Liverpool fans sing a song expressing the feeling that they just can’t seem to get enough Suarez. There’s a growing consensus in the football analytics community that you know, you actually can. In fact in some areas, you can probably get too much.
Forget the Uruguayan’s antics and let’s just concentrate on the football. We’re not too bothered here about % of shots on target (SOT) or blocked or whatever. We keep getting told blocks are a defensive skill yet still see others in the community criticising strikers for their SOT %. That’s before defenders input to a striker’s shot off target has been properly analysed too. At Differentgame we simply look at expected goals from the number of ALL shots from all areas.
In the Premier League it takes 6 shots on average to score a goal from the central area inside the box. That’s taking into account shots by defenders, midfielders, and attackers. The ‘great’ strikers can almost halve that number to need 3 shots to score from there. The ‘good’ ones can get it down to maybe 4. Suarez for Liverpool takes 5.
The difference between good and what Suarez can manage? In the same 77 game period over the last 3 years, Wayne Rooney scored 10 more goals than he should have from this area while Suarez scored 5 more than he should have. It’s not a huge difference, maybe not even significant.
At Liverpool, Suarez has taken about a third of his shots from outside the box. He’s pretty good at it too – at least from open play. He takes 20 shots to score here where the average is 33. He’s slightly above average compared to the rest of the league’s free kick takers taking 19 to score (the average being 20).
Suarez’ main problem is shooting from wide angles inside the box. He simply can’t help himself. He takes nearly a third of his shots from these angles. And considering Suarez takes a lot of shots altogether that’s an absolute shed load of angled shots.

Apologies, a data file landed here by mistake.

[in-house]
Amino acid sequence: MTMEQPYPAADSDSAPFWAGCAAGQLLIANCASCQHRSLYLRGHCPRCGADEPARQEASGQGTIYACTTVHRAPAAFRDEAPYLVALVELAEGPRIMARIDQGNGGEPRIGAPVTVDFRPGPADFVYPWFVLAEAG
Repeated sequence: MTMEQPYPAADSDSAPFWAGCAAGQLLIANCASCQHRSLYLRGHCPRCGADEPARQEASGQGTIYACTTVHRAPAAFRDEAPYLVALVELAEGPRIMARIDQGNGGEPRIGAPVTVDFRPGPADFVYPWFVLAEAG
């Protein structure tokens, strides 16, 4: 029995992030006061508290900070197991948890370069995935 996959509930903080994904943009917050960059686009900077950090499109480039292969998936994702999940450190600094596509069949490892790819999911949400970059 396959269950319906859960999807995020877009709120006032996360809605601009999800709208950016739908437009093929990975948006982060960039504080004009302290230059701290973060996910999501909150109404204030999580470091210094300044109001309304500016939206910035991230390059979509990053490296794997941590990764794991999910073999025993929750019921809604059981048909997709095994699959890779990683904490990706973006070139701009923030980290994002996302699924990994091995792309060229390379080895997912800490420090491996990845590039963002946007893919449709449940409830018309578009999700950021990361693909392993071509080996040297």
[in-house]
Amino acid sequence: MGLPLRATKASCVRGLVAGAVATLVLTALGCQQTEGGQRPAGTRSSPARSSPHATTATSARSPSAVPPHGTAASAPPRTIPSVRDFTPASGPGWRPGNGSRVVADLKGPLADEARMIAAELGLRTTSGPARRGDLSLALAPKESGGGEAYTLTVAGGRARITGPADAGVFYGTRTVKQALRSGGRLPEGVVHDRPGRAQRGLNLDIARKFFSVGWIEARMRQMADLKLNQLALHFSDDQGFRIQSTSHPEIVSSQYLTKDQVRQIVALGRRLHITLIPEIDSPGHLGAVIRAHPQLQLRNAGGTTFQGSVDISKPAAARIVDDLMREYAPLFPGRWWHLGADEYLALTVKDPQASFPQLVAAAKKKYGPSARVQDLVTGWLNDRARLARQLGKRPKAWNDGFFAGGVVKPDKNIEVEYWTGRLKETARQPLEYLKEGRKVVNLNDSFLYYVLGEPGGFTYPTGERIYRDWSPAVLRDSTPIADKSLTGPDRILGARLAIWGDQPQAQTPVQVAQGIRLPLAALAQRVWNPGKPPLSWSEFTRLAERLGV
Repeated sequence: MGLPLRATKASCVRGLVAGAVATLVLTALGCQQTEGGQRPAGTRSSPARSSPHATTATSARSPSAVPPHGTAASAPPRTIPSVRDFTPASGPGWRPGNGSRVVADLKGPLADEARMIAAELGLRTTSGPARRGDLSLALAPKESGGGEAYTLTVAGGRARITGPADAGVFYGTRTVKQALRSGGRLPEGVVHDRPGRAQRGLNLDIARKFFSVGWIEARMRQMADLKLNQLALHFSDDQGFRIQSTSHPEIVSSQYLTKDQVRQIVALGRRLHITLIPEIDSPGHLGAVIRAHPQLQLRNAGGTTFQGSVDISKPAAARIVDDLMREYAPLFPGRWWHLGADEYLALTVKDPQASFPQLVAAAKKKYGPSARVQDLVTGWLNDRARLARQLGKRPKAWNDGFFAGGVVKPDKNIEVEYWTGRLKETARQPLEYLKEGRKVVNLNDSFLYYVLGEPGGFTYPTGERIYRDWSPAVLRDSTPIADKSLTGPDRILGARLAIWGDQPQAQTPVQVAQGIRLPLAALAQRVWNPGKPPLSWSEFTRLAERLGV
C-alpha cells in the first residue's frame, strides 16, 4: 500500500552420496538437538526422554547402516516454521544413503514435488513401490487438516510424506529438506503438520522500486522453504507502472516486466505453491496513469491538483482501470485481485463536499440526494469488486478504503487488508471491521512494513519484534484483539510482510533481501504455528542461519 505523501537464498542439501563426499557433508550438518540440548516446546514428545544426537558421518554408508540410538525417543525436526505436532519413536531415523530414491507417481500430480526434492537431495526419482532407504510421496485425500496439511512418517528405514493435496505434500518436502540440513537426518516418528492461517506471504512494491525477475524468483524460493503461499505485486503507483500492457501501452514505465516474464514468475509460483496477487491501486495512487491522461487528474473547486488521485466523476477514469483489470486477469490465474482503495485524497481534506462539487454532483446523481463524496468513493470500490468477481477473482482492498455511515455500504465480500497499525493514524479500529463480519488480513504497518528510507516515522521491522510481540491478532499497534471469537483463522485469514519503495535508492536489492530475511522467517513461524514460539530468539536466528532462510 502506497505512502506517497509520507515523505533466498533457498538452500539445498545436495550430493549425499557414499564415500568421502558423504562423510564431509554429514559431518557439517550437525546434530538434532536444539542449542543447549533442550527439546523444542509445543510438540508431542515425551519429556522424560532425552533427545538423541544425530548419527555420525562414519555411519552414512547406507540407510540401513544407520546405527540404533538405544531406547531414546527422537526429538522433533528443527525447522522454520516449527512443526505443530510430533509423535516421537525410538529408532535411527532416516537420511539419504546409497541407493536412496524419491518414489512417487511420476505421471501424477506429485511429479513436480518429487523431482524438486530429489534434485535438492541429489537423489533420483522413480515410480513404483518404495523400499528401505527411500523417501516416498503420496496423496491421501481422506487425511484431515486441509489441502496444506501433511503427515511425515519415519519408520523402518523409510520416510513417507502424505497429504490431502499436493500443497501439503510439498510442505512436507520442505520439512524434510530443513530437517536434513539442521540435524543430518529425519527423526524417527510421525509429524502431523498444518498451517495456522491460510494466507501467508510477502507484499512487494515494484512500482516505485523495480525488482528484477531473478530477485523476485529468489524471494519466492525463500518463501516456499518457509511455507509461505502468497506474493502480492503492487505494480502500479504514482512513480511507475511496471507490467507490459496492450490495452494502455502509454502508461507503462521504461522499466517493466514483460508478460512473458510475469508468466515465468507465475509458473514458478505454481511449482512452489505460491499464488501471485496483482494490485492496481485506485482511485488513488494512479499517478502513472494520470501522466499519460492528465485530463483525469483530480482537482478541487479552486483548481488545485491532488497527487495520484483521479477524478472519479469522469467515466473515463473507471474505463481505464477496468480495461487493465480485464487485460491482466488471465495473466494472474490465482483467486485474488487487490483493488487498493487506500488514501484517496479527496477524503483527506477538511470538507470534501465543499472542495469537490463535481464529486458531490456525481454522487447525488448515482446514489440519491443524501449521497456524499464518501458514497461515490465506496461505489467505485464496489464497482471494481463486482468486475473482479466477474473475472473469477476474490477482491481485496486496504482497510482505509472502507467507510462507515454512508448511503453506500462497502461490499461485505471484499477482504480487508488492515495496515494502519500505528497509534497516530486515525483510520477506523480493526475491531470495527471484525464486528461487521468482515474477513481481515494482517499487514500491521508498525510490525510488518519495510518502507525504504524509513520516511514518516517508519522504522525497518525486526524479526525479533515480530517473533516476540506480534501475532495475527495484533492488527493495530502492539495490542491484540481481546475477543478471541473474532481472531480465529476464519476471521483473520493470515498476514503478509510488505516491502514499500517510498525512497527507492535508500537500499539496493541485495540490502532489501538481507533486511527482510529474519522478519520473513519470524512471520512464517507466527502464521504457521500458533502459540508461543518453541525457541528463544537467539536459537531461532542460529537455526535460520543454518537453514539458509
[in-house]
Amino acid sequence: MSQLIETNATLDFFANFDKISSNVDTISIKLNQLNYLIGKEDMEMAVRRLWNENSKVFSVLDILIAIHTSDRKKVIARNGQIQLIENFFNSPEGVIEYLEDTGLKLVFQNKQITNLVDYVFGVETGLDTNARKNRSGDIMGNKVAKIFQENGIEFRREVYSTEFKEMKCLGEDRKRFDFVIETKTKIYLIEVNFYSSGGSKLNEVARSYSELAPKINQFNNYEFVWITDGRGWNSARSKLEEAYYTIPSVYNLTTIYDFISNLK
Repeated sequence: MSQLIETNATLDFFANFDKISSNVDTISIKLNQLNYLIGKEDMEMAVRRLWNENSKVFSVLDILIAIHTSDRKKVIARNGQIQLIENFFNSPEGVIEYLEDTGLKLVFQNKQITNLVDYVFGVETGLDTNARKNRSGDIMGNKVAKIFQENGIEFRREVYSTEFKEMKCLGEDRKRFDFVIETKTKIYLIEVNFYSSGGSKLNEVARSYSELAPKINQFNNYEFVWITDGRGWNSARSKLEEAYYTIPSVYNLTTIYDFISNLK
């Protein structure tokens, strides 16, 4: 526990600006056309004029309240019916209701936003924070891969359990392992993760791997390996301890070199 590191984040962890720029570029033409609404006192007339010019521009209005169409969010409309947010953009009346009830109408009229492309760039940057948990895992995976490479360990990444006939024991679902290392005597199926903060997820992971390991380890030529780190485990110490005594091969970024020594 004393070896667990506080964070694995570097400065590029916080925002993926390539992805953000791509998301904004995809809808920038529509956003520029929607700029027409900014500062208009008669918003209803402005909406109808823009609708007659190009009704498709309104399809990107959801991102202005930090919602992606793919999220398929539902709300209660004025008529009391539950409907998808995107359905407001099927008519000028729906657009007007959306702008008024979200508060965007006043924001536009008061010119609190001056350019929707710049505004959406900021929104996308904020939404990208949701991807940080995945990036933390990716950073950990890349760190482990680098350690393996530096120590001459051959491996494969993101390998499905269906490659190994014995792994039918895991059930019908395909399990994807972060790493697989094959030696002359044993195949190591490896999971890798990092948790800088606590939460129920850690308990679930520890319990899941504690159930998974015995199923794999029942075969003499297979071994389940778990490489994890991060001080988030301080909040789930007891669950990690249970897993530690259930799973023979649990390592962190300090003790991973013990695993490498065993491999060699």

We’ve seen a lot of comment that the wide forward role may suit Suarez better. He takes 22 shots to score from here when the league average is around 18. Great finishers from here (Bale, Walcott) take around 10 shots to score and can repeat this season on season. Suarez is some way off being even average here, let alone good or even great.
We can chart Suarez’ Liverpool career from the start, plotting the goals we could expect the average player to score against the goals Suarez has actually scored. Here’s how it looks:
We can see that it’s taken well over 60 games for Suarez to start and continue to be in ‘profit’ at Liverpool. We haven’t even looked at game state here which means the goals where he’s had his fill feasting on defenders at beneficial scorelines (Norwich, Wigan etc) won’t count as much. He’s spent half of his time at Liverpool not delivering as many goals as the shots and positions he takes them from suggest he should.
Once players get above 4 and 5 shots per game as Suarez continues to, we can pretty much say that they’re starting to take chances away from other players who may be in better positions. Even if they’re not does a really great player just keep shooting anyway instead of retaining the ball? They do not.
Neither Suarez’ decision making nor his execution is world class. Even discounting the baggage the Uruguayan continually brings Liverpool should sell. They’ll get more than he’s worth.
Follow us on Twitter here.